Feeling a little under the weather, Ben Tyler decides to get a workup from his doctor but finds that he actually has stage 4 cancer. Stuck by the terrifying news, Ben seeks to change what remains of his life and make up for lost time by purchasing a motorcycle (against the wishes of his fiancee) and take a road trip from Toronto to the western Canadian coast. Defying his nature, this adventure baffles his fiancee and family. To give his trip a sense of purpose, he travels back in his memory to his childhood when he was on the search for “Grumps,” mythical creatures which are nearly impossible to find. He comes across a variety of roadside attractions, talks to an assortment of people and continues to avoid facing his fate or the possibility of seeking medical treatment.
Starring: Joshua Jackson (Ben Tyler), Peter Spence (Doctor), Marc Strange (Art Carey), Liane Balaban (Samantha Pierce), Fiona Reid (Mary Tyler), Chuck Shamata (Gerald Tyler), Caroline Cave (Nancy Tyler)
The movie focuses very heavily on Joshua Jackson’s role as Ben Tyler. With a mostly stoic demeanor, it is not hard to imagine that Jackson’s character was always risk-averse and listened to his family and friends before making any decision. The movie starting with the news of cancer allows for the setup of a more timid nature and the quick turn toward seeking excitement and adventure. Samantha, played by Liane Balaban, acts exactly as you would expect with a great fear for her fiancee’s life while also not wanting to stifle his need to feel something in his struggles with death. His family, played by Fiona Reid, Chuck Shamata and Caroline Cave, takes a classic approach as well of pushing to protect their boy and not listen to his fear of the fragility of life.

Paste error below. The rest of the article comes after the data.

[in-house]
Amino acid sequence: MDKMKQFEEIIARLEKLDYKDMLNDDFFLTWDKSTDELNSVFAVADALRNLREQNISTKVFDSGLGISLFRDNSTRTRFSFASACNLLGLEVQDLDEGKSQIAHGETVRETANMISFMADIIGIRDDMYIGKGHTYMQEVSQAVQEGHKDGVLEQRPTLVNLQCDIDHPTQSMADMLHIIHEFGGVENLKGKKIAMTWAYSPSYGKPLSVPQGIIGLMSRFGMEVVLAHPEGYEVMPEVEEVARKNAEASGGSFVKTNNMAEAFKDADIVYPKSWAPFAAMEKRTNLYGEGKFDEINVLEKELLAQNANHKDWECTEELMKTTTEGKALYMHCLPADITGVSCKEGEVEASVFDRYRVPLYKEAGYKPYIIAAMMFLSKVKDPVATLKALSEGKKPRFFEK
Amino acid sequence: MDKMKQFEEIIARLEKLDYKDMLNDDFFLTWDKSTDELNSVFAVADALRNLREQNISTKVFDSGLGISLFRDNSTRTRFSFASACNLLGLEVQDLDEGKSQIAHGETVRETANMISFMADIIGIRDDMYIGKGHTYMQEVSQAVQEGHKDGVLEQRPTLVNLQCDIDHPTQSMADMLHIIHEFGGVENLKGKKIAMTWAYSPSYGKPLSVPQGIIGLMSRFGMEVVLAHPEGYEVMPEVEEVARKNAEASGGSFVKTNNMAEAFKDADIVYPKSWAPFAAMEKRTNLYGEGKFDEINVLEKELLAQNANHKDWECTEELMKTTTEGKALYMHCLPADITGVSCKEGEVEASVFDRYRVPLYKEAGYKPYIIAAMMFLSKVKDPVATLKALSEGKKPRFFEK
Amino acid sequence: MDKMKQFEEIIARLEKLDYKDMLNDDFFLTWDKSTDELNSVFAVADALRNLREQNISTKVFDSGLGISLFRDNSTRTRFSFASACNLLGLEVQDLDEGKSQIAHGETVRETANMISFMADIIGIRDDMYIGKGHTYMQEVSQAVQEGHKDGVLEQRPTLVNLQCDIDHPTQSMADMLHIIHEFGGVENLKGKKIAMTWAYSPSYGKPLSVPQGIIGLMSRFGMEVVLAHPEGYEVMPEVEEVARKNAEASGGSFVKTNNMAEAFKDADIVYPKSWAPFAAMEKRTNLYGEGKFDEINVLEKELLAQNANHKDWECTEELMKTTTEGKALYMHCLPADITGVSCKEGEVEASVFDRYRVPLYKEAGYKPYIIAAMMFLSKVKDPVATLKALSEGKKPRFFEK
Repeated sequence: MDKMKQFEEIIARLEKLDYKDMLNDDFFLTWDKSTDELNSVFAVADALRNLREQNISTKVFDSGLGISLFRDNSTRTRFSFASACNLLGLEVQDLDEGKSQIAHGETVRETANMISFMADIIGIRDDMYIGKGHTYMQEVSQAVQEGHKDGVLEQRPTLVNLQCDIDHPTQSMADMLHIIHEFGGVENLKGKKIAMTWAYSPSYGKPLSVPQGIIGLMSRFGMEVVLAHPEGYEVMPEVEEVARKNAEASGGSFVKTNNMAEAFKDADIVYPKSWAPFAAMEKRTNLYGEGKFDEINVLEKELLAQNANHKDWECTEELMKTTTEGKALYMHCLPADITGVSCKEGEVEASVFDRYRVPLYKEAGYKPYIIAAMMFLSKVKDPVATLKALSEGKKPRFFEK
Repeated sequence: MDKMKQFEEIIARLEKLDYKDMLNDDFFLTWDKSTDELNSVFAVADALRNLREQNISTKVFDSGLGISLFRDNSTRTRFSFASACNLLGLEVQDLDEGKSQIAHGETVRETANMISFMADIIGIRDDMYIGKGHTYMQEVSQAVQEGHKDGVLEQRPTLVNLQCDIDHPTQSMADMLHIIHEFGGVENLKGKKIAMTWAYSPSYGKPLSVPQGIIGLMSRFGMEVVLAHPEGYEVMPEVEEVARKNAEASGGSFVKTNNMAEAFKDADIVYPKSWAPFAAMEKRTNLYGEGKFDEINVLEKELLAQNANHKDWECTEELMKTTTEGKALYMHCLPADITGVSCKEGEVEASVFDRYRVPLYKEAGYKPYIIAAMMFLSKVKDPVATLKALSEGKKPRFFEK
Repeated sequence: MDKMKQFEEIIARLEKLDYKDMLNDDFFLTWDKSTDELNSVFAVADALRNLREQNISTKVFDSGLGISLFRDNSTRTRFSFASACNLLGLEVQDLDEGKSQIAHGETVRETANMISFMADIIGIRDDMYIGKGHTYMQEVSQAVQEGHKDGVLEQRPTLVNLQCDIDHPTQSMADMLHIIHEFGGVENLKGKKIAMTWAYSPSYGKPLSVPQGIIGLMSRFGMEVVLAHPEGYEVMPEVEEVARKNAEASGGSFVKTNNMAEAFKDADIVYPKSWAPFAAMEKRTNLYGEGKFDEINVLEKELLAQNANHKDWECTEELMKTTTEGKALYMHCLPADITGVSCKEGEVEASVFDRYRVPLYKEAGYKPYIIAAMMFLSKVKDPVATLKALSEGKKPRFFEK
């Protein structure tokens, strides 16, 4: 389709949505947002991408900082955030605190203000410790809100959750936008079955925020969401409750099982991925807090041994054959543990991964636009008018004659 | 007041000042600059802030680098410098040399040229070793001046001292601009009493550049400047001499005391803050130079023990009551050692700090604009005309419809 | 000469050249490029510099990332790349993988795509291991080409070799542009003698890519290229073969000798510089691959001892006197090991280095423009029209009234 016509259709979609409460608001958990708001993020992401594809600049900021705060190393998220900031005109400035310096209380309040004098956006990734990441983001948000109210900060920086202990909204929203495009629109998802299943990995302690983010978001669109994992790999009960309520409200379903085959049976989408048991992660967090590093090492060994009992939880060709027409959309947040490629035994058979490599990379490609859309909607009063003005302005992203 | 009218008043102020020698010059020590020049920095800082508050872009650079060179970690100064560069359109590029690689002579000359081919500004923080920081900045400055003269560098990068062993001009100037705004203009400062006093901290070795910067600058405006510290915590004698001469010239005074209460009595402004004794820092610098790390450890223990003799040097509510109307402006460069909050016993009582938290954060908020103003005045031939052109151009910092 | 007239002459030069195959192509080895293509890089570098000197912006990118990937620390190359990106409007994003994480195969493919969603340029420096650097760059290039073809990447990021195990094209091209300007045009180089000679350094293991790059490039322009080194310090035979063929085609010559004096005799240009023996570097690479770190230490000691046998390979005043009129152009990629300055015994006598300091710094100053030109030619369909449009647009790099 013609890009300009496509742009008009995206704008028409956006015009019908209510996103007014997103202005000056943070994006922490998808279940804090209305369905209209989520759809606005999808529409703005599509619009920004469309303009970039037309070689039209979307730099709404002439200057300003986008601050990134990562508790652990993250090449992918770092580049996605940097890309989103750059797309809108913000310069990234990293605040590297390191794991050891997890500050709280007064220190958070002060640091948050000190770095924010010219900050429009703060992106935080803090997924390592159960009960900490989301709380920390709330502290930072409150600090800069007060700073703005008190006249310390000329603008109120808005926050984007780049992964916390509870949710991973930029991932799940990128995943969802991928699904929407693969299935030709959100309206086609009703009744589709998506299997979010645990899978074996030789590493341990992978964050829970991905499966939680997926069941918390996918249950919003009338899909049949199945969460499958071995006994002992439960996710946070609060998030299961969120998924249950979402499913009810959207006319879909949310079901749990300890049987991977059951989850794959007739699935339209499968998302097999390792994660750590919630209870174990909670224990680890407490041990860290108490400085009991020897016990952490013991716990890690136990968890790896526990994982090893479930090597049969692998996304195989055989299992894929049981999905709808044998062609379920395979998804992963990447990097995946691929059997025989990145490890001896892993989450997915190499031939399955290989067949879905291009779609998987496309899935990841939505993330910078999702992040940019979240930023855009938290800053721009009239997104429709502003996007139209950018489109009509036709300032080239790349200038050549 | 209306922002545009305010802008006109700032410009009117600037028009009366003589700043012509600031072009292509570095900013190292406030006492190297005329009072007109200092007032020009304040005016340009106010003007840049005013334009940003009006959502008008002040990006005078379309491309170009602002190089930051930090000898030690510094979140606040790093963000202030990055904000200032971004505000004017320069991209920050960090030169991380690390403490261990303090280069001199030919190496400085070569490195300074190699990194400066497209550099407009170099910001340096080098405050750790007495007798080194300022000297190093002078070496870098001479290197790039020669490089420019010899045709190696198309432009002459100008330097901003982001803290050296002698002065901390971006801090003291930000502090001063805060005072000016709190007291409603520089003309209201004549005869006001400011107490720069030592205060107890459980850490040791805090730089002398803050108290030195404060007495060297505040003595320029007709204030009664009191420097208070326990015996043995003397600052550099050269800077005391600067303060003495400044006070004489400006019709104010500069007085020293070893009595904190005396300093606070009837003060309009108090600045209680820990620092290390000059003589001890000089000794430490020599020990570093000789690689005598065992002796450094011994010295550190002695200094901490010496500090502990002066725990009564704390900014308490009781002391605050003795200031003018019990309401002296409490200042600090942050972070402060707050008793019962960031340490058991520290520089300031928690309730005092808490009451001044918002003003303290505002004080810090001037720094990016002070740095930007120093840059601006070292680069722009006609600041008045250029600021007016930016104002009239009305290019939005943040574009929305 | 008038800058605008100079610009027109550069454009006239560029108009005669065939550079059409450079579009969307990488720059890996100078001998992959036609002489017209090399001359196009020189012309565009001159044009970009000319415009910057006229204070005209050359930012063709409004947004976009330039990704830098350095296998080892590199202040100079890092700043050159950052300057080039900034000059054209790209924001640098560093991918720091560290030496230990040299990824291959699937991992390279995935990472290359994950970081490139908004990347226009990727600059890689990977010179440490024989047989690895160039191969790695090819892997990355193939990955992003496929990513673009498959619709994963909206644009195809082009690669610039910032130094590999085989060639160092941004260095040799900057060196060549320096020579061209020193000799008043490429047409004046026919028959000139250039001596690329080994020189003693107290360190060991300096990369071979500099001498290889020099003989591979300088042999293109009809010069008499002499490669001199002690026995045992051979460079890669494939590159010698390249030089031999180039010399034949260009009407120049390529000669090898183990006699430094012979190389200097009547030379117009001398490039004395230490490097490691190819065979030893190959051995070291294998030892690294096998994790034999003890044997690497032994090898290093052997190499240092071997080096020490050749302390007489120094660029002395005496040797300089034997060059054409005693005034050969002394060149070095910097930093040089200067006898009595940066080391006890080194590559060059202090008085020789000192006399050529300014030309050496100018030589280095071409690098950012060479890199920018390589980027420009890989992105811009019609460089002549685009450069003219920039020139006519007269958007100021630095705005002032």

Michael McGowan’s work of the finding light in the shadows serves as a reminder of the struggles of making meaning of one’s life and the significance of one piece of news can have on one’s perspective. No one takes to serious medical news lightly and Ben’s reaction is not uncommon. When faced with the possibility of death, one could feel compelled do all sorts of dangerous things in order to feel live. For Ben, he broke free of the restraint of expectations, bought the bike and set out to feel something. He actually seemed fairly emotionless when first struck with the news but sees opportunity in the turmoil. His travels bring him only some satisfaction as the landmarks represent some of the unneeded experiences to enhance his appreciation of life. His interactions fill the time but do not replace the relationships he has developed over time. It takes another incident to help him discover what is truly important. Much like the character of Ben, we all seek to try and understand the complexity and meaning of life.
One Week is a quiet tale of one man’s understanding of life, death and the meaning of it all. The beautiful landscapes help to increase the value of the cinematography but the story is fairly predictable and it feel like the type of film you need to be in the right frame of mind for.
Dan’s Rating: 3.0/5